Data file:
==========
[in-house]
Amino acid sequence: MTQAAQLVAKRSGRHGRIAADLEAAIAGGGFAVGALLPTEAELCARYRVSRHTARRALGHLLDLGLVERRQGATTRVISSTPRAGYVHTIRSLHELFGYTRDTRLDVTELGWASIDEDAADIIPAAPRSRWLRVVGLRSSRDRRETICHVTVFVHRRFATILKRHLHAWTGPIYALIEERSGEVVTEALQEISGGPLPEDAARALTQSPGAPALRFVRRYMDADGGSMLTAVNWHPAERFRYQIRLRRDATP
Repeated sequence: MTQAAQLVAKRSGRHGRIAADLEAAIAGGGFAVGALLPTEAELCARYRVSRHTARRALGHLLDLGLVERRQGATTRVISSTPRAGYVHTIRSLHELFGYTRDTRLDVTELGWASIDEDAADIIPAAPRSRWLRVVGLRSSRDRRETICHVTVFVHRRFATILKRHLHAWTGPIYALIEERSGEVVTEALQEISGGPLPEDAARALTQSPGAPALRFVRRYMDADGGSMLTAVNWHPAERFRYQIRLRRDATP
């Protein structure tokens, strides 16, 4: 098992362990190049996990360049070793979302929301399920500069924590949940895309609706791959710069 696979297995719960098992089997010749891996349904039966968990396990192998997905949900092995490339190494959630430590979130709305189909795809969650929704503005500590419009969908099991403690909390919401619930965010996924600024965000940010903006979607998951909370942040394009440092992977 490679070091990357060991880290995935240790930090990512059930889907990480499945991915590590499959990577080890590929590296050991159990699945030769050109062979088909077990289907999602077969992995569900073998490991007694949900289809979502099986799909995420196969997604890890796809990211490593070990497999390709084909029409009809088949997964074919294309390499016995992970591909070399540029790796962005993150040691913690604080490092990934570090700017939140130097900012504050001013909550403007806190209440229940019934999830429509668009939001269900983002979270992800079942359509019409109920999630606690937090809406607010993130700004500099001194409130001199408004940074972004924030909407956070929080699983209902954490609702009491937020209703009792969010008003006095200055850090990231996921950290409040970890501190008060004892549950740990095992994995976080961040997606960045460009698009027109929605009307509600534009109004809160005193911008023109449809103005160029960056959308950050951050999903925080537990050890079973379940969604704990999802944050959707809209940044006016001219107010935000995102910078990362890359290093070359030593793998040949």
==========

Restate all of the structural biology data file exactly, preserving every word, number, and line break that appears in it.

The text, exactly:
[in-house]
Amino acid sequence: MTQAAQLVAKRSGRHGRIAADLEAAIAGGGFAVGALLPTEAELCARYRVSRHTARRALGHLLDLGLVERRQGATTRVISSTPRAGYVHTIRSLHELFGYTRDTRLDVTELGWASIDEDAADIIPAAPRSRWLRVVGLRSSRDRRETICHVTVFVHRRFATILKRHLHAWTGPIYALIEERSGEVVTEALQEISGGPLPEDAARALTQSPGAPALRFVRRYMDADGGSMLTAVNWHPAERFRYQIRLRRDATP
Repeated sequence: MTQAAQLVAKRSGRHGRIAADLEAAIAGGGFAVGALLPTEAELCARYRVSRHTARRALGHLLDLGLVERRQGATTRVISSTPRAGYVHTIRSLHELFGYTRDTRLDVTELGWASIDEDAADIIPAAPRSRWLRVVGLRSSRDRRETICHVTVFVHRRFATILKRHLHAWTGPIYALIEERSGEVVTEALQEISGGPLPEDAARALTQSPGAPALRFVRRYMDADGGSMLTAVNWHPAERFRYQIRLRRDATP
């Protein structure tokens, strides 16, 4: 098992362990190049996990360049070793979302929301399920500069924590949940895309609706791959710069 696979297995719960098992089997010749891996349904039966968990396990192998997905949900092995490339190494959630430590979130709305189909795809969650929704503005500590419009969908099991403690909390919401619930965010996924600024965000940010903006979607998951909370942040394009440092992977 490679070091990357060991880290995935240790930090990512059930889907990480499945991915590590499959990577080890590929590296050991159990699945030769050109062979088909077990289907999602077969992995569900073998490991007694949900289809979502099986799909995420196969997604890890796809990211490593070990497999390709084909029409009809088949997964074919294309390499016995992970591909070399540029790796962005993150040691913690604080490092990934570090700017939140130097900012504050001013909550403007806190209440229940019934999830429509668009939001269900983002979270992800079942359509019409109920999630606690937090809406607010993130700004500099001194409130001199408004940074972004924030909407956070929080699983209902954490609702009491937020209703009792969010008003006095200055850090990231996921950290409040970890501190008060004892549950740990095992994995976080961040997606960045460009698009027109929605009307509600534009109004809160005193911008023109449809103005160029960056959308950050951050999903925080537990050890079973379940969604704990999802944050959707809209940044006016001219107010935000995102910078990362890359290093070359030593793998040949």